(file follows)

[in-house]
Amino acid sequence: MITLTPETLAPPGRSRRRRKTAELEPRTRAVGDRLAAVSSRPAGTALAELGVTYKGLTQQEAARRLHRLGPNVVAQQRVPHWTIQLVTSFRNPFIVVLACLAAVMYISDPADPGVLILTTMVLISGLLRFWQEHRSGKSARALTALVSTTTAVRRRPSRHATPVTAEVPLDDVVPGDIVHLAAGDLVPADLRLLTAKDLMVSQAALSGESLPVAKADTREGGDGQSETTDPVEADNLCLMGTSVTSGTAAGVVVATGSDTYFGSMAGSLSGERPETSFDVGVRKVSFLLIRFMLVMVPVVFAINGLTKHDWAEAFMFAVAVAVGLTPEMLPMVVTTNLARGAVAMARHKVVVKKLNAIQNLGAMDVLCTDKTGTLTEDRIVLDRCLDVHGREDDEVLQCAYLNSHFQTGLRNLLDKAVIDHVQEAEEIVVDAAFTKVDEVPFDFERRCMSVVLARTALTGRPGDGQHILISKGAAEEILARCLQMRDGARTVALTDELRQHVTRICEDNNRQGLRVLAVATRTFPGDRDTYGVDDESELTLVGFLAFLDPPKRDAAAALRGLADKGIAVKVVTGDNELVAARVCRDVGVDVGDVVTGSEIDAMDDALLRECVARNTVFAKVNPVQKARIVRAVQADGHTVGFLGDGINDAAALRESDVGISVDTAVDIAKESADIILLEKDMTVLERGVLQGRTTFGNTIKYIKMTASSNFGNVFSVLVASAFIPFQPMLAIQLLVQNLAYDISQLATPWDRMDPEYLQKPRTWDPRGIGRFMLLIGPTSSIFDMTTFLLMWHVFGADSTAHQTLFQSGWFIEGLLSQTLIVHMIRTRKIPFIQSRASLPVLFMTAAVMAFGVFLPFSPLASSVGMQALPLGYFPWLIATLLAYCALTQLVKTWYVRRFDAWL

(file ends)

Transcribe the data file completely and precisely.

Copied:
[in-house]
Amino acid sequence: MITLTPETLAPPGRSRRRRKTAELEPRTRAVGDRLAAVSSRPAGTALAELGVTYKGLTQQEAARRLHRLGPNVVAQQRVPHWTIQLVTSFRNPFIVVLACLAAVMYISDPADPGVLILTTMVLISGLLRFWQEHRSGKSARALTALVSTTTAVRRRPSRHATPVTAEVPLDDVVPGDIVHLAAGDLVPADLRLLTAKDLMVSQAALSGESLPVAKADTREGGDGQSETTDPVEADNLCLMGTSVTSGTAAGVVVATGSDTYFGSMAGSLSGERPETSFDVGVRKVSFLLIRFMLVMVPVVFAINGLTKHDWAEAFMFAVAVAVGLTPEMLPMVVTTNLARGAVAMARHKVVVKKLNAIQNLGAMDVLCTDKTGTLTEDRIVLDRCLDVHGREDDEVLQCAYLNSHFQTGLRNLLDKAVIDHVQEAEEIVVDAAFTKVDEVPFDFERRCMSVVLARTALTGRPGDGQHILISKGAAEEILARCLQMRDGARTVALTDELRQHVTRICEDNNRQGLRVLAVATRTFPGDRDTYGVDDESELTLVGFLAFLDPPKRDAAAALRGLADKGIAVKVVTGDNELVAARVCRDVGVDVGDVVTGSEIDAMDDALLRECVARNTVFAKVNPVQKARIVRAVQADGHTVGFLGDGINDAAALRESDVGISVDTAVDIAKESADIILLEKDMTVLERGVLQGRTTFGNTIKYIKMTASSNFGNVFSVLVASAFIPFQPMLAIQLLVQNLAYDISQLATPWDRMDPEYLQKPRTWDPRGIGRFMLLIGPTSSIFDMTTFLLMWHVFGADSTAHQTLFQSGWFIEGLLSQTLIVHMIRTRKIPFIQSRASLPVLFMTAAVMAFGVFLPFSPLASSVGMQALPLGYFPWLIATLLAYCALTQLVKTWYVRRFDAWL